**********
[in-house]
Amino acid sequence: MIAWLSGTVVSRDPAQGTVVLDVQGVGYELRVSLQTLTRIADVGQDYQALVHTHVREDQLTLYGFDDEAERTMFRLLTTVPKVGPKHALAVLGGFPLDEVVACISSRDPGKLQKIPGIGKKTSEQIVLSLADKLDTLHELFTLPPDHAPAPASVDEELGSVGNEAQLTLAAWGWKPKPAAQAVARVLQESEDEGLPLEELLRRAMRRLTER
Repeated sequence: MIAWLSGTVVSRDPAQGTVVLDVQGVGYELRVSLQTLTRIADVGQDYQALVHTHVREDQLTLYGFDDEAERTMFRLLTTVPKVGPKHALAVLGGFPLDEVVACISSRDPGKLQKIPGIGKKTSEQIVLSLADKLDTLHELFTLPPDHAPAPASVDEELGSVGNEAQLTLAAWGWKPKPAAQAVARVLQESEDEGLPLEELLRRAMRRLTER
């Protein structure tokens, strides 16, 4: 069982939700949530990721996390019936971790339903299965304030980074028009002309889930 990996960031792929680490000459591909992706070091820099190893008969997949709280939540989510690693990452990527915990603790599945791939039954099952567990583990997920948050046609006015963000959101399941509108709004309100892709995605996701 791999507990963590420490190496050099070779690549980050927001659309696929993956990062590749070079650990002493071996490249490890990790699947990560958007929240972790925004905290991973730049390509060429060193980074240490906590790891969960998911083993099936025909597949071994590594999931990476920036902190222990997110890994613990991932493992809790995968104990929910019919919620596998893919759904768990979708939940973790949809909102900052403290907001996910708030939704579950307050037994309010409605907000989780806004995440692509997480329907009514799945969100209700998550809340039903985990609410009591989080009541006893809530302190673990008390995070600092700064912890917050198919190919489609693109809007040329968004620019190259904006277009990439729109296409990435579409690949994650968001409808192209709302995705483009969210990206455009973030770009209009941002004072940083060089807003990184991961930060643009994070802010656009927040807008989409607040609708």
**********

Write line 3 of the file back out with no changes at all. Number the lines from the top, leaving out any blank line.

Repeated sequence: MIAWLSGTVVSRDPAQGTVVLDVQGVGYELRVSLQTLTRIADVGQDYQALVHTHVREDQLTLYGFDDEAERTMFRLLTTVPKVGPKHALAVLGGFPLDEVVACISSRDPGKLQKIPGIGKKTSEQIVLSLADKLDTLHELFTLPPDHAPAPASVDEELGSVGNEAQLTLAAWGWKPKPAAQAVARVLQESEDEGLPLEELLRRAMRRLTER